SSDI Claims For Sufferers Of Fibromyalgia
Fibromyalgia is a debilitating disorder of unknown origin, which means it is often difficult to diagnose and prove before the Social Security Administration.
Social Security Disability Insurance (SSDI) claims based on fibromyalgia can be some of the most difficult cases for applicants to win as the administration does not have a disability listing for this disorder. However, this does not mean that patients should give up trying to get benefits, especially when an SSDI lawyer can help you.
At the law offices of Phillips Disability, P.C., we understand how Fibromyalgia (FM) can affect your day-to-day life. Our legal professionals are knowledgeable about how to file a SSDI claims and we can help you get the benefits you need to get your life back on track.
For a free review of your claim, call us today at 1-800-503-2000 or fill out our online contact form.
Symptoms of Fibromyalgia
Characterized by widespread pain and fatigue, fibromyalgia can be difficult to diagnose as the symptoms are very similar to many other disorders and diseases. Some symptoms specifically linked to fibromyalgia include:
- Difficulty sleeping
- Morning stiffness
- Headaches and migraines
- Digestive problems
- Difficult thinking and remembering events, also known as fibro fog
- Painful menstrual periods
- Psychological distress
Claiming Disability When Diagnosed With Fibromyalgia
Typically, disability claimants will have a better chance of being approved for SSDI if a claim of fibromyalgia involves another condition, such as arthritis or orthopedic problems. To be considered for social security disability, your condition must have been established by medical evidence as well as objective symptoms and lab tests.
...your condition must have been established by medical evidence...
Fibromyalgia is a catchall diagnosis, which means a doctor may have ruled out other diagnoses to determine that you suffer from fibromyalgia. The Social Security Administration relies on criteria issued by the American College of Rheumatology (ACR) to determine whether an applicant has fibromyalgia. These determinants include:
- Evidence of widespread chronic pain that has lasted at least three months; and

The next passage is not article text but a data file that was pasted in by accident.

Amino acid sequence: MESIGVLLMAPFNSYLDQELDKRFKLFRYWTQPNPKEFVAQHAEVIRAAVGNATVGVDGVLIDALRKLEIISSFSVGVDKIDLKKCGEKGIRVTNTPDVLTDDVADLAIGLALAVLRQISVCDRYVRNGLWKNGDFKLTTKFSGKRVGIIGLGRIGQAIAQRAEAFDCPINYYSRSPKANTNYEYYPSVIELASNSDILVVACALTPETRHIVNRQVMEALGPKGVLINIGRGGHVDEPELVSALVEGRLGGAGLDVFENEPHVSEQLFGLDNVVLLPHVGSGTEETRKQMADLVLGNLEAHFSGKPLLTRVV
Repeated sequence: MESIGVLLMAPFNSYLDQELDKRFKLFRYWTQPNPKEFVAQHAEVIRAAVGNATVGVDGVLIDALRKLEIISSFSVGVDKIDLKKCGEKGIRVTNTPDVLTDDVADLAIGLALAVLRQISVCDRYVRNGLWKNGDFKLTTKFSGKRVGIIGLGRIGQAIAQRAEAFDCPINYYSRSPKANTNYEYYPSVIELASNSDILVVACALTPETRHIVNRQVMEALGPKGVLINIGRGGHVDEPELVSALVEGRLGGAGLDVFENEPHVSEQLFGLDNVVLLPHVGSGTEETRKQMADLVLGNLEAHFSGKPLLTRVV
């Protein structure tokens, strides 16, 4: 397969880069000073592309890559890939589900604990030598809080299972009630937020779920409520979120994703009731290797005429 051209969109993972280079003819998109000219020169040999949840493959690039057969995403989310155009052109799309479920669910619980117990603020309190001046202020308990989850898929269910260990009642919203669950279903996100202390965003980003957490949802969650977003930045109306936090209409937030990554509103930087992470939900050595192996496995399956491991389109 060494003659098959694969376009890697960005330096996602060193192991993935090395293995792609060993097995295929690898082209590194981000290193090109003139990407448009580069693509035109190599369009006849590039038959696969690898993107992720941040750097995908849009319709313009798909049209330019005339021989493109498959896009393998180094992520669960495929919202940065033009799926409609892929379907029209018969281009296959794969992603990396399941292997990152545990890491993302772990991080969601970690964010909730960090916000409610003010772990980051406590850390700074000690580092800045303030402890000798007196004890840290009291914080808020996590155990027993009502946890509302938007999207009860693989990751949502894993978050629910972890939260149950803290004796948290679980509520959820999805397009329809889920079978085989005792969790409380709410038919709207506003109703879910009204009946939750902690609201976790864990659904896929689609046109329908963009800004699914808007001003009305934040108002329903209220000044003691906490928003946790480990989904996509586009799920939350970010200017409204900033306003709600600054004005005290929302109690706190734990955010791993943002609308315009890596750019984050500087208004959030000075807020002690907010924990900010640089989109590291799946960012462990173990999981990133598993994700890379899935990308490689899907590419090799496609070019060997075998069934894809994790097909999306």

- Objective medical tests that have ruled out other conditions
In addition, one of the following must also be present:
- Positive tender point sites in at least 11 of 18 of tested areas, above and below the waist and on both sides of the body, or
- Repeated occurrence of at least six fibromyalgia symptoms
Evaluating Your Benefits Claim
Along with meeting the requirements of the American College of Rheumatology, those seeking Social Security Disability for fibromyalgia should get a proper diagnosis from a rheumatologist. Additionally, make sure the administration has all your medical records and ask a physician to complete a residual functional capacity form which will help determine if your condition limits you from performing full-time work.
The Social Security Administration suggests that claimants obtain statements from third-parties, such as friends, relatives and former employees, who can vouch for the credibility of your symptoms and their effects.
A Social Security disability attorney can help you obtain the documentation you need to present the strongest case possible for the benefits you deserve.
Contact our SSDI Fibromyalgia Claims Lawyers
Fibromyalgia affects approximately 5 million adults and the condition is more prevalent among women than men. If you or someone you love has fibromyalgia and is seeking SSDI benefits, let the experienced Social Security disability benefits attorneys at our law firm help you.
With headquarters in Phoenix, Arizona, at the law offices of Phillips Disability, P.C., we also have numerous offices throughout the nation, including:
The Centers for Disease Control & Prevention estimates that the average medical costs for a person with fibromyalgia is $3,600 per year. Let us help you get the benefits you need.
Call us today at 1-800-503-2000 or fill out our Free Case Evaluation form to get started now.